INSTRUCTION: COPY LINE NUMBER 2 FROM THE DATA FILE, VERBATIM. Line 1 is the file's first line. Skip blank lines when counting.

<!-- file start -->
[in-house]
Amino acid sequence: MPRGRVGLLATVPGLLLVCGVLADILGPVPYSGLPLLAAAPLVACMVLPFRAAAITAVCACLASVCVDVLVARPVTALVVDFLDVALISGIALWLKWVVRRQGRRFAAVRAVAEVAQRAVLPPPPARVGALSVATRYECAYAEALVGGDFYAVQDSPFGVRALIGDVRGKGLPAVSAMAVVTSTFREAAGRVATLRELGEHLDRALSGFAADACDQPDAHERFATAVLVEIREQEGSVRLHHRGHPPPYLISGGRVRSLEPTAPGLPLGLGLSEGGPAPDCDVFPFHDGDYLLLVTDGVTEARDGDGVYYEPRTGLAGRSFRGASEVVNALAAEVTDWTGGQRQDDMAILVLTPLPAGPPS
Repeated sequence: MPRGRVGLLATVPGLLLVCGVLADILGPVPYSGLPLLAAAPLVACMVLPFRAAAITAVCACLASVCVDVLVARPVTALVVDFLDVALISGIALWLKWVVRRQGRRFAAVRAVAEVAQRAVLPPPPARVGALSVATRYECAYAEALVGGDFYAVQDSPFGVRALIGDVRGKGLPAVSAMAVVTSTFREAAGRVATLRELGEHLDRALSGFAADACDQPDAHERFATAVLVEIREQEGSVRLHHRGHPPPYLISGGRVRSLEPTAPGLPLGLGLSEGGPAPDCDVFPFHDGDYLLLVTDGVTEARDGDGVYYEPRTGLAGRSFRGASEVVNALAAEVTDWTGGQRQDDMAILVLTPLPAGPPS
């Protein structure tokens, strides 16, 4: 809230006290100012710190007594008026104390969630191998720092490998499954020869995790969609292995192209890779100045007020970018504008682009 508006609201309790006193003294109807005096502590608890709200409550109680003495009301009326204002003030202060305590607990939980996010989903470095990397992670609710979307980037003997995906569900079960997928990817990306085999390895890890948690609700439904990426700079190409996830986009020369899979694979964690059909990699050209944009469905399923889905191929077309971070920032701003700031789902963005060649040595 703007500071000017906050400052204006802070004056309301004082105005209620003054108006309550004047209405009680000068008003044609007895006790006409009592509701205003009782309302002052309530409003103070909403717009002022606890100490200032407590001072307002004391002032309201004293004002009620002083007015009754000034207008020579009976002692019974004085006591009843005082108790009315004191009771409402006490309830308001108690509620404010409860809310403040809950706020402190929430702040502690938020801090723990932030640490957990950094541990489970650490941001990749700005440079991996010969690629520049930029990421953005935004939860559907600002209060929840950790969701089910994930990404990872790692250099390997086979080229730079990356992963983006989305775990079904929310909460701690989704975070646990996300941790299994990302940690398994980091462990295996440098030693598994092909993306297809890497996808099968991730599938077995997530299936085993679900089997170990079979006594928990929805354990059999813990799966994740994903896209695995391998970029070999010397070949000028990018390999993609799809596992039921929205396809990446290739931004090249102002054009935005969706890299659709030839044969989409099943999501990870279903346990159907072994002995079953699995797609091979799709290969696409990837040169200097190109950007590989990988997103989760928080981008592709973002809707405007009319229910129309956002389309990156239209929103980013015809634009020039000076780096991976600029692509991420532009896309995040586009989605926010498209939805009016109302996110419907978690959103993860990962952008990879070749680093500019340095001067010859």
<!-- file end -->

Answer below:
Amino acid sequence: MPRGRVGLLATVPGLLLVCGVLADILGPVPYSGLPLLAAAPLVACMVLPFRAAAITAVCACLASVCVDVLVARPVTALVVDFLDVALISGIALWLKWVVRRQGRRFAAVRAVAEVAQRAVLPPPPARVGALSVATRYECAYAEALVGGDFYAVQDSPFGVRALIGDVRGKGLPAVSAMAVVTSTFREAAGRVATLRELGEHLDRALSGFAADACDQPDAHERFATAVLVEIREQEGSVRLHHRGHPPPYLISGGRVRSLEPTAPGLPLGLGLSEGGPAPDCDVFPFHDGDYLLLVTDGVTEARDGDGVYYEPRTGLAGRSFRGASEVVNALAAEVTDWTGGQRQDDMAILVLTPLPAGPPS